They probably weren’t allowed to mention each other’s names this week or use the word “playoffs” in any context that didn’t involve field hockey or soccer. But the football rivalry between Livermore Falls and Jay is king in their neck of the woods, so it’s hard to imagine next Friday’s game at Griffin Field not creeping into the back of one or two minds before the appointed hour.

Of course, try squeezing that confession out of anyone wearing green-and-gold or black-and-orange.

“We got off to a tough start at 0-2, so our playoffs really started then,” said senior two-way lineman Mike Durrell of Livermore Falls. “We take one game at a time.”

“It’s a long ways away,” said Jay coach Mark Bonnevie. “I know we will be looking at both of these next two weeks as games we need to have.”

This week’s assignments aren’t the kind that scream a need for attention to detail. Livermore Falls takes its five-game winning streak to Kittery for a date with Traip, which sports its own modest two-game binge after ending the nation’s longest losing streak at 51 games. Jay hosts Madison, the only team in Western Class C without a win this fall.

Last October, Livermore Falls needed a convincing triumph at Jay on the final night of the regular season to earn the fourth and final Campbell Conference playoff spot. The Andies are a victory ahead of that pace this time around, meaning that a win over the Rangers would put the Andies in prime position to host a first-round game.

“That’s the plan,” said Livermore Falls co-captain Mark O’Shea, “but you can’t go more than a week ahead. Of course, everybody talks about the Jay-Livermore Falls game.”

Jay could sneak into the playoffs with five wins. There is also one scenario in which Boothbay, Old Orchard Beach, Winthrop and Jay all tie for third at 5-4, with only two of those teams getting into the postseason.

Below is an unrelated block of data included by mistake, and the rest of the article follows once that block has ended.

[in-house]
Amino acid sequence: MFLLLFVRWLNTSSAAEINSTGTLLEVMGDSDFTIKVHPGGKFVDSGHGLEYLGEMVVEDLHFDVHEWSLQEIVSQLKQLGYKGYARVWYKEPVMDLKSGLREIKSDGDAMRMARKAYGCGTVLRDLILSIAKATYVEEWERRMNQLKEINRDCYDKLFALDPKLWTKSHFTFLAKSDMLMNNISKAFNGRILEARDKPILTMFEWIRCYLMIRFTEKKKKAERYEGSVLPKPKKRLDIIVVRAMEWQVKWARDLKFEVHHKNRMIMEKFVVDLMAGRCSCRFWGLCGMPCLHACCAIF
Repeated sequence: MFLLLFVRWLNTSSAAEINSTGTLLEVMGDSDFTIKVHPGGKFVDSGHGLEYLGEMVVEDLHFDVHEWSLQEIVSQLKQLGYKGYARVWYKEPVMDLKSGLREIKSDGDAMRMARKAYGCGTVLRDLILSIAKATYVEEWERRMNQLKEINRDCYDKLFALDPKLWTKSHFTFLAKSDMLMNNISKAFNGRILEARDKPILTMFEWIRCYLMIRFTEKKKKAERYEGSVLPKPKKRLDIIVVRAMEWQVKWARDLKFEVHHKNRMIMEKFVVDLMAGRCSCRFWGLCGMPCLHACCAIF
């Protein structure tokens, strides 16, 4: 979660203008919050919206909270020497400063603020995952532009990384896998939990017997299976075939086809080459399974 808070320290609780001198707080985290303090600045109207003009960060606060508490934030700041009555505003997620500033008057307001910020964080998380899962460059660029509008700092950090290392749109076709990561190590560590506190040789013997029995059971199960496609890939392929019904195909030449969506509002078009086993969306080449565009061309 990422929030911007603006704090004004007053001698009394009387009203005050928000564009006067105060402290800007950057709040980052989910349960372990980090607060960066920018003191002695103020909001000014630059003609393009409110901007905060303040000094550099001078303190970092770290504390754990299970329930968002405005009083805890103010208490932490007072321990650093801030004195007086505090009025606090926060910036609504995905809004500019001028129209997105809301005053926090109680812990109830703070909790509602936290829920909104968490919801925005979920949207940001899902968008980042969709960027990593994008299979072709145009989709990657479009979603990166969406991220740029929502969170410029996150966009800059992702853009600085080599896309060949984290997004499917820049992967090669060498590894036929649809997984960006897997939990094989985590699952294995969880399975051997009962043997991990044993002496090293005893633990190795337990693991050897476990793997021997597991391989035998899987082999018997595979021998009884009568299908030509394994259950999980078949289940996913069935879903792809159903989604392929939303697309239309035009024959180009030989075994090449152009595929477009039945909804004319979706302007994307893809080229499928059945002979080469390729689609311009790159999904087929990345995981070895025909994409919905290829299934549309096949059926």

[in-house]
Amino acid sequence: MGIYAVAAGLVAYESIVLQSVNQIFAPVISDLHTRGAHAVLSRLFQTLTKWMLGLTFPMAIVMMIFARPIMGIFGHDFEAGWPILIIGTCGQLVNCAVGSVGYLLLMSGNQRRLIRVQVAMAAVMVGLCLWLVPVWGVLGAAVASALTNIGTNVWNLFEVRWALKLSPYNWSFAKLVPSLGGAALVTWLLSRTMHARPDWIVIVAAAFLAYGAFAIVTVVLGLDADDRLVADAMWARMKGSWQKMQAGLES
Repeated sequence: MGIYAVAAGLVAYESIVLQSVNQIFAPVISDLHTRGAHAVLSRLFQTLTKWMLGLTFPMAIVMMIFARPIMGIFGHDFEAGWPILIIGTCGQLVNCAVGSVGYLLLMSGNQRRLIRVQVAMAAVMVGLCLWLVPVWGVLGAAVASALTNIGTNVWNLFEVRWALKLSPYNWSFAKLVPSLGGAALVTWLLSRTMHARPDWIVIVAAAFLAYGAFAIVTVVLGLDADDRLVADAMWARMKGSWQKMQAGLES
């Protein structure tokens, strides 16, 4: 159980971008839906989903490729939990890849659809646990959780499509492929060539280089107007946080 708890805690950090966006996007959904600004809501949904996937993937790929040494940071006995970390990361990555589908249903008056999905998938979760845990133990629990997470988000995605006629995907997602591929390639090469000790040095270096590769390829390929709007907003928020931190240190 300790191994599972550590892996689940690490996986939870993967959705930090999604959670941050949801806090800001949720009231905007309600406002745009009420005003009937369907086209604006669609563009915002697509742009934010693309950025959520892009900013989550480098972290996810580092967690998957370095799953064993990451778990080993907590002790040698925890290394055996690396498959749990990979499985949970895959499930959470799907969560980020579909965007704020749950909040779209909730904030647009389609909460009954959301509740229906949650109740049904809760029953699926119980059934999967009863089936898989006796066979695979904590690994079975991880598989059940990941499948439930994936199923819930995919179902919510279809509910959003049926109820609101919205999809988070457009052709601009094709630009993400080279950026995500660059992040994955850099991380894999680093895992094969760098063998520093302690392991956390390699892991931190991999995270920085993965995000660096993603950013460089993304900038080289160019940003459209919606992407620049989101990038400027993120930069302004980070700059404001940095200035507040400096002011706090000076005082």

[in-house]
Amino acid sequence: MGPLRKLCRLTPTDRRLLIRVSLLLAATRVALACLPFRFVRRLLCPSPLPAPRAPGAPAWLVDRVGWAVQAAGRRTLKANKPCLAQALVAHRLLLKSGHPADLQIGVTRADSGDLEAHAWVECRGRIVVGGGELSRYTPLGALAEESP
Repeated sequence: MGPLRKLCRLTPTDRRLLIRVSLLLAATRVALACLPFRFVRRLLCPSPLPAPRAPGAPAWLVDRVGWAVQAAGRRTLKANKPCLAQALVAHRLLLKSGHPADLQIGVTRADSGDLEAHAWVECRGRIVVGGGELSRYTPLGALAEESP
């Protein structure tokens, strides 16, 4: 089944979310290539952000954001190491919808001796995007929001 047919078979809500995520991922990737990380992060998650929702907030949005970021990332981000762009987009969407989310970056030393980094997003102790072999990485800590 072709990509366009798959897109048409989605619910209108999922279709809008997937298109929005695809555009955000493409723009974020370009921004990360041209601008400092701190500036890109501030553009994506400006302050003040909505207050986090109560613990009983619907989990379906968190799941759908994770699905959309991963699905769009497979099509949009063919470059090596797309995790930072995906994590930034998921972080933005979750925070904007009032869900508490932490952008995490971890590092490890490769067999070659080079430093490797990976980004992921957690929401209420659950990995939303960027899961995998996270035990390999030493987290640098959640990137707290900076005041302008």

There’s even a remote chance that Boothbay, Winthrop, Jay and Livermore Falls each could end up 6-3, with one school left out. Being able to point out those uncertainties gives a coach a little more leverage when he’s trying to motivate his team to play one of the non-contenders.

No letup for Lisbon

Only an act of God could prevent Lisbon from hosting the Western Class C playoffs at Thompson Field, and only Livermore Falls has been able to stand toe-to-toe with the Greyhounds in their authoritative defense of the state championship this fall.

Still, most of Lisbon’s wins over upper-division teams have been unanimous decisions instead of knockouts, so to speak. That’s a reflection of a relatively balanced league that Greyhounds coach Dick Mynahan believes is still as unpredictable as it looked before Lisbon outscored everyone 190-19 over the first seven weeks.

“I think there are probably four or five teams in our conference that can beat anybody else on a given day,” Mynahan said. “We’ve been a little lucky at times.”

Lisbon entered the season seeking an identity after losing two of its most accomplished athletes ever, Levi Ervin (now on the roster at the University of Maine) and Elijah Trefts, to graduation. Although the defense is much smaller, linebackers Dan Willis, Jesse Moan and Ryan Giusto have turned creating angles and swarming into an art form.

In the offensive backfield, Willis is emerging as the go-to presence that Ervin brought to the team his junior and senior years.

“Dan has great vision, and he’s probably only giving up 70 pounds to Levi,” Mynahan said only half-jokingly of his 160-pound tailback. “He sees the field well and works hard.”

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